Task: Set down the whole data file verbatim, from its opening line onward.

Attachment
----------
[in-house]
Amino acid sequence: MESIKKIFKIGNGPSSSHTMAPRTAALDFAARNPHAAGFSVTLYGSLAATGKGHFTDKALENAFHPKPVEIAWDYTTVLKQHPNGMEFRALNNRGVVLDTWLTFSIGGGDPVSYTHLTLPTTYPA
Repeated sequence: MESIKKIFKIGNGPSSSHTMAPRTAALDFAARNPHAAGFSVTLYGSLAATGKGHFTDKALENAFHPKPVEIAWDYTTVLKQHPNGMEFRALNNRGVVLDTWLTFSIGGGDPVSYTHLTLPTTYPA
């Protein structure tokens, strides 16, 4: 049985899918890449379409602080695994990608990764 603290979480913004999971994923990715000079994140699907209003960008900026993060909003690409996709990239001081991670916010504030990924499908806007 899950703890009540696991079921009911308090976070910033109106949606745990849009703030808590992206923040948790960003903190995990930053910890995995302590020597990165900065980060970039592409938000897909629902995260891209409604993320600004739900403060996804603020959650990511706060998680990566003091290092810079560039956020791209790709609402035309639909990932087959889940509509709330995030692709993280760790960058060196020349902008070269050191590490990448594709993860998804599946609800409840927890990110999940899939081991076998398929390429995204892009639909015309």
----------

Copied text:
[in-house]
Amino acid sequence: MESIKKIFKIGNGPSSSHTMAPRTAALDFAARNPHAAGFSVTLYGSLAATGKGHFTDKALENAFHPKPVEIAWDYTTVLKQHPNGMEFRALNNRGVVLDTWLTFSIGGGDPVSYTHLTLPTTYPA
Repeated sequence: MESIKKIFKIGNGPSSSHTMAPRTAALDFAARNPHAAGFSVTLYGSLAATGKGHFTDKALENAFHPKPVEIAWDYTTVLKQHPNGMEFRALNNRGVVLDTWLTFSIGGGDPVSYTHLTLPTTYPA
């Protein structure tokens, strides 16, 4: 049985899918890449379409602080695994990608990764 603290979480913004999971994923990715000079994140699907209003960008900026993060909003690409996709990239001081991670916010504030990924499908806007 899950703890009540696991079921009911308090976070910033109106949606745990849009703030808590992206923040948790960003903190995990930053910890995995302590020597990165900065980060970039592409938000897909629902995260891209409604993320600004739900403060996804603020959650990511706060998680990566003091290092810079560039956020791209790709609402035309639909990932087959889940509509709330995030692709993280760790960058060196020349902008070269050191590490990448594709993860998804599946609800409840927890990110999940899939081991076998398929390429995204892009639909015309």